Yeah I don't really think the issue here is one of sexism, but rather it's a basic effect of capitalism when focused on short sighted but immediate profits and what happens when bug publishers start relying more and more on marketing data and focus groups when designing games. If the number of female protagonists in big games have been shrinking then that's just a clearer sign of big business taking over the industry.

I suppose i wouldn't know specifically what this would be like to a female gamer but I certainly feel the same effects, as my preferences for gaming falls well outside the common majority. Though thanks to PC gaming with Indy developers and kickstarters and the occasional console game like Demon's Soul I'm still much better served than the female gamer.

I'm really looking forward to Remember Me, between it and Watch Dogs, I might get my cyberpunk fix this year via video games instead of books like I usually do.

Chessrook44:

cyvaris:
I wish to god we had more non-sexy, single (?), female protagonists in the vein of Ripley or Samus just because it would add something different to the endless amounts of "Dude-bro" protagonists.

Would Samus really count outside of her armor?

I mean I don't know sexy so I can't really comment, but it really seems that's what they were going for when they put her in a ponytail and the skintight blue bodysuit.

What a waste of time. There's nothing sexier than a power-suit.

Wait something just occurred to me and i don't think anyone else has said it... couldn't they just have reversible covers? In the case of BI would a reversible cover negate some of this stuff, Levine couldn't be like -

"geez, the fans are really up set but we want to attract as many as possible... Oh, I know! A reversible cover, 60% will have Booker and the rest have the original cover"

It might seem like a silly compromise and it doesn't address the real problem but it doesn't seem unreasonable. The Fans get what they want and the developer gets what they want. Did ME3 have reversible covers or where they just separate?

Or is this just adding to the problem?

Portal 2's GLaDOS, Telltale's The Walking Dead's Clementine, Metroid: Other M's Madeline (who was the "mother" of the "Other M"), and now Bioshock Infinite's Elizabeth, destined to save the world or something: all of these have great female characters/protagonists, and I love every time a game creates a new female character done well.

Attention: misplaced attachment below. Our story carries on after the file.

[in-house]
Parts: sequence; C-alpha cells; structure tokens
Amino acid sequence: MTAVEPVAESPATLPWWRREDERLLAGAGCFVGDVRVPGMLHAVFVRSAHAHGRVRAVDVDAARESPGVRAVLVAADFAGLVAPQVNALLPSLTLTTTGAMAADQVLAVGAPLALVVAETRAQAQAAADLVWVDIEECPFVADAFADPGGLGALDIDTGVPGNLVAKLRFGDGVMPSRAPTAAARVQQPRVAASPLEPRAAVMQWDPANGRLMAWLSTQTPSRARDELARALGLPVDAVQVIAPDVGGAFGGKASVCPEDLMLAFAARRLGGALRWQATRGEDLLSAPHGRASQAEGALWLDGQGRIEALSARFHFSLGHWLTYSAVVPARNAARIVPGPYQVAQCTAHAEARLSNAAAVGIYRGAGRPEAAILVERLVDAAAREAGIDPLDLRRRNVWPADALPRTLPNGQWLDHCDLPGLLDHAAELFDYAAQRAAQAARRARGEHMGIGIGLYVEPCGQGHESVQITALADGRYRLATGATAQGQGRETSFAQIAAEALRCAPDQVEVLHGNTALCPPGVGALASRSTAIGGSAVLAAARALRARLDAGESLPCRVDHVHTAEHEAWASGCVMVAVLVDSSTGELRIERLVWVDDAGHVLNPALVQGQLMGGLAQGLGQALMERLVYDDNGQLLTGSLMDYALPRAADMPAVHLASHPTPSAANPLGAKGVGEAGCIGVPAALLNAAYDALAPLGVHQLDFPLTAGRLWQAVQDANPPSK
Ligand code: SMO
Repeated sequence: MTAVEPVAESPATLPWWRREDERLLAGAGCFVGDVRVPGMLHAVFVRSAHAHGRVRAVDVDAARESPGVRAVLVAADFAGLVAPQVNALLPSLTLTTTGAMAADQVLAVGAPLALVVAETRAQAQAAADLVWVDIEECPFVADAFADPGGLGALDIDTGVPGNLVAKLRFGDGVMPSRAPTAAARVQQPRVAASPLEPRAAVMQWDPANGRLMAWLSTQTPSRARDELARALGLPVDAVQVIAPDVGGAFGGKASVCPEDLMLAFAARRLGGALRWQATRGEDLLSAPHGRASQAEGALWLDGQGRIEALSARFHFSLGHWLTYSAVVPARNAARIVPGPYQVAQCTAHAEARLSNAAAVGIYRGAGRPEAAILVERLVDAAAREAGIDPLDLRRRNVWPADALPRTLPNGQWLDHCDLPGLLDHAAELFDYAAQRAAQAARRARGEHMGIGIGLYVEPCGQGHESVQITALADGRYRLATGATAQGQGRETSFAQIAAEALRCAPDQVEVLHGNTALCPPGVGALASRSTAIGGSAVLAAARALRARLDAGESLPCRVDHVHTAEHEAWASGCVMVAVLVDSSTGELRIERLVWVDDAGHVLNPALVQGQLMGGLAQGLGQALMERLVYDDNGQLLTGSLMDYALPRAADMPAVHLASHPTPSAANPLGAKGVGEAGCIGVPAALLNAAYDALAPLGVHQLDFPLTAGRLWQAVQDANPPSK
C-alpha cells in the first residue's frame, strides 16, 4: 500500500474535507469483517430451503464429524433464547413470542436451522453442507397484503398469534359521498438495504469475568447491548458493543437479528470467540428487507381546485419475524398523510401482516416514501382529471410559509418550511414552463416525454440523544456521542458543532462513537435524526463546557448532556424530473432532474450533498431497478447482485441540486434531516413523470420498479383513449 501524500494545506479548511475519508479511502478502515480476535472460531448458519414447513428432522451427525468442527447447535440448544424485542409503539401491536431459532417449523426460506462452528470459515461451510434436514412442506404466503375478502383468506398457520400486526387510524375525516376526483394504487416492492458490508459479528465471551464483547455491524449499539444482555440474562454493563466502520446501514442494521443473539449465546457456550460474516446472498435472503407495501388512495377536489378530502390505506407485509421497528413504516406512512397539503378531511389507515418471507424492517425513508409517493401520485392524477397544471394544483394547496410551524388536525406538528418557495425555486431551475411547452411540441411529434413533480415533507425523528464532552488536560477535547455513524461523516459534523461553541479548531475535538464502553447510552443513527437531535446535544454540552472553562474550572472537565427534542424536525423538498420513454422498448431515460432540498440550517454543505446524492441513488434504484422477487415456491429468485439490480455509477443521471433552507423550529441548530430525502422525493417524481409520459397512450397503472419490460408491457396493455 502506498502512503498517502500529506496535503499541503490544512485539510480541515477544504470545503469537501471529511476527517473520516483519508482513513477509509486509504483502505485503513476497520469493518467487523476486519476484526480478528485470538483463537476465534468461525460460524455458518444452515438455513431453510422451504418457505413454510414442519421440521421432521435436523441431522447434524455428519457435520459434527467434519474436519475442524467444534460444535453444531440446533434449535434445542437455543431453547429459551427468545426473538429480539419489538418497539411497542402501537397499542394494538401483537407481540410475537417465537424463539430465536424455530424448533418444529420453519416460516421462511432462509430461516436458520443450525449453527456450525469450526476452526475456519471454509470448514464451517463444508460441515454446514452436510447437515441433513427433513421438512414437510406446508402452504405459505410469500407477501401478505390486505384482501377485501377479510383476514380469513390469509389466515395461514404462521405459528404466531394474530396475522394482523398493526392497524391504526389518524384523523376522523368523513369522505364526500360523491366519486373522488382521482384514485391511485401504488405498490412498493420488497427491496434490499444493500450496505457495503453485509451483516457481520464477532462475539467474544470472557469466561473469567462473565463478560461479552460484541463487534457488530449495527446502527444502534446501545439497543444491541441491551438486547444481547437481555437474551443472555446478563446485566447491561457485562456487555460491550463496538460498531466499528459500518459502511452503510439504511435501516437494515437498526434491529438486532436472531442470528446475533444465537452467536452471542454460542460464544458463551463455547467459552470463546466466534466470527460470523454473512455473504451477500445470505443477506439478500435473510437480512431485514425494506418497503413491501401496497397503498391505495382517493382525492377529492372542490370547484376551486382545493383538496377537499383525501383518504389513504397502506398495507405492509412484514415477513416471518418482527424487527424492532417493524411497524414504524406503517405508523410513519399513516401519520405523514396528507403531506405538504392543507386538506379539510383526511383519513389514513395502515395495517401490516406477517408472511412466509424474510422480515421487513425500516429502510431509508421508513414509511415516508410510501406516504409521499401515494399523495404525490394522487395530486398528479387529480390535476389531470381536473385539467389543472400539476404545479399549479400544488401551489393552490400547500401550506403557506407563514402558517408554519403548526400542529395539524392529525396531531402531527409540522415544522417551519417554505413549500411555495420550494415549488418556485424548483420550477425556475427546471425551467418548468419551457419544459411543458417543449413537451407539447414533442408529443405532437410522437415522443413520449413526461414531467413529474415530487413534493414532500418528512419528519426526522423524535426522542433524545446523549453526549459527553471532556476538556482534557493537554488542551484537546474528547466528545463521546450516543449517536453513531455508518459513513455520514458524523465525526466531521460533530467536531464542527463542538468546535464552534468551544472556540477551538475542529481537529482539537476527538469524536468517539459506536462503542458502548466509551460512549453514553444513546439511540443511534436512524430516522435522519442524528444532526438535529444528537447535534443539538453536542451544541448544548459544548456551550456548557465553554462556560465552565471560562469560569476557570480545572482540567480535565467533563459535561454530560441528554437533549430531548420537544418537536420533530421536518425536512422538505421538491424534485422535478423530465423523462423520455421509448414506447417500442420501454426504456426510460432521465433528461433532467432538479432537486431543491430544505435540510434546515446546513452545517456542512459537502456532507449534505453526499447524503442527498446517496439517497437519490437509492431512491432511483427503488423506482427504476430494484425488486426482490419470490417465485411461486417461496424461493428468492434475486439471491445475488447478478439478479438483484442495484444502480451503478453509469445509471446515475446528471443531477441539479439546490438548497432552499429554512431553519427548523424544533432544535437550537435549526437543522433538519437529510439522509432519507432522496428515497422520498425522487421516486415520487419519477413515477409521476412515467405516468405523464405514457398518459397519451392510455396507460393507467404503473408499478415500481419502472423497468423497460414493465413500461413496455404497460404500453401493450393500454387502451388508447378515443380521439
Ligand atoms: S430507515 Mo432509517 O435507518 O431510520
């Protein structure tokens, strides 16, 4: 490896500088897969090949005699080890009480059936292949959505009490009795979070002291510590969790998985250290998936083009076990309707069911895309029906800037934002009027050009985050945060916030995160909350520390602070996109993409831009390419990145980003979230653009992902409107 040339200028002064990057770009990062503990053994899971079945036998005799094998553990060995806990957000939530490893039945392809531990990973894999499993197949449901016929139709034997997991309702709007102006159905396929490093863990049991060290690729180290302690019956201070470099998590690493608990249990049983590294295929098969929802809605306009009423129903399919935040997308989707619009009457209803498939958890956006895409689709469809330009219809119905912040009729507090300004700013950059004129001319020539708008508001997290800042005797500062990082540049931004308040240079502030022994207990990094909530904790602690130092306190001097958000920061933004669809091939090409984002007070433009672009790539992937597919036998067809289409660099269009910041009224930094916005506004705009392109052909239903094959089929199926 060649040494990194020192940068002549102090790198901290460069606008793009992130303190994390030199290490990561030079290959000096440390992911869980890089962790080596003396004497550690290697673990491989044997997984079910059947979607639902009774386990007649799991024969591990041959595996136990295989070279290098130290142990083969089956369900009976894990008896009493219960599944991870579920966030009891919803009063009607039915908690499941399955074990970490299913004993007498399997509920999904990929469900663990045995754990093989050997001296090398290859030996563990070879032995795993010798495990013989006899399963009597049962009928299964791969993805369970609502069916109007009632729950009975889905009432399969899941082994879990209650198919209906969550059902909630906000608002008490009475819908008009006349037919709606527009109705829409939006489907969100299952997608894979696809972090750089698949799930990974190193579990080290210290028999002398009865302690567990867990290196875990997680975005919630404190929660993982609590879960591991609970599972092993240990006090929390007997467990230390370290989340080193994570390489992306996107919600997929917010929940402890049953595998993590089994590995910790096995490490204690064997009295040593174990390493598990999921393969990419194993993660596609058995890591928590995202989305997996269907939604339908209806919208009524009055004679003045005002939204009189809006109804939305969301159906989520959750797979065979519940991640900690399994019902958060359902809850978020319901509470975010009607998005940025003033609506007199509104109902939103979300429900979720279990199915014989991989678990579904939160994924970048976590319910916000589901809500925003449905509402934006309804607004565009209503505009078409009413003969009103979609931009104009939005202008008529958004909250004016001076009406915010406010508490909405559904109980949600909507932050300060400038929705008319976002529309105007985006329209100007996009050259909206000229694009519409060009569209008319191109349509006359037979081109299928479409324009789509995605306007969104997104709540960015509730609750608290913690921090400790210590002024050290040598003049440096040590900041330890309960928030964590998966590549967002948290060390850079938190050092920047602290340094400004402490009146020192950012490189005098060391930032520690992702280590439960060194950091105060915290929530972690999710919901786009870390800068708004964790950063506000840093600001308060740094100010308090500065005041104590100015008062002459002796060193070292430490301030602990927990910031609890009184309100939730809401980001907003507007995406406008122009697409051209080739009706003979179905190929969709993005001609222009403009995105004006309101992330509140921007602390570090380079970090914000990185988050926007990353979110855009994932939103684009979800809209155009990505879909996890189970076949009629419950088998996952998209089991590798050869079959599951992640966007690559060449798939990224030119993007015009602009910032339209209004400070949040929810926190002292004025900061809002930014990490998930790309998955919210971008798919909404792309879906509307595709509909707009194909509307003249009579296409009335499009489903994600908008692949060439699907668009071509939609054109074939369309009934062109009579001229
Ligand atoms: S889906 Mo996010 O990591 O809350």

Speaking of Other M, Samus might as well be a robot in it, but hey, big teams mix good and bad ideas. Good ideas like "Super Metroid, but 3D" get mixed with bad ideas like "Adam controls when you power-up."

Kuomon:
Who needs Anita Sarkesian when the Jimquisition is here to actually elicit discussion about sexism problems in the industry. Long live Jim!

Agreed, I prefer Jim's delivery and they fact that he can give out more information in 5 minutes than she did in 20 minutes atop her money mountain.

TheSniperFan:
Talking about female characters...
WHERE IS MIRROR'S EDGE 2??????????

Also very much agreed, I loved that game.

Maybe the fact that I don't care who I play as long as the game-play is engaging enough or the story line grabs me enough to play it all the way through sometimes despite broken mechanics says a lot about me. Or maybe because once I've invested time and money into something I like to see it through.

I don't really care who's on the cover, as long as it isn't the sort of case that needs extracts from reviews and how many stars it got. That sort of thing actually stops me buying some games and movies.
Then again I like good but simple covers like Panic Room, which is incidentally quite a good movie but coincidentally is quite feminist I suppose...

Hmmm

Xman490:

Speaking of Other M, Samus might as well be a robot in it, but hey, big teams mix good and bad ideas. Good ideas like "Super Metroid, but 3D" get mixed with bad ideas like "Adam controls when you power-up."

The Irony is Adam was more likeable as a computer :P

Lieju:
Well, there's the fact that women (and minorities) kinda have to get used to it.

Women get used to playing as male characters who get it on with women, while the opposite, not as much.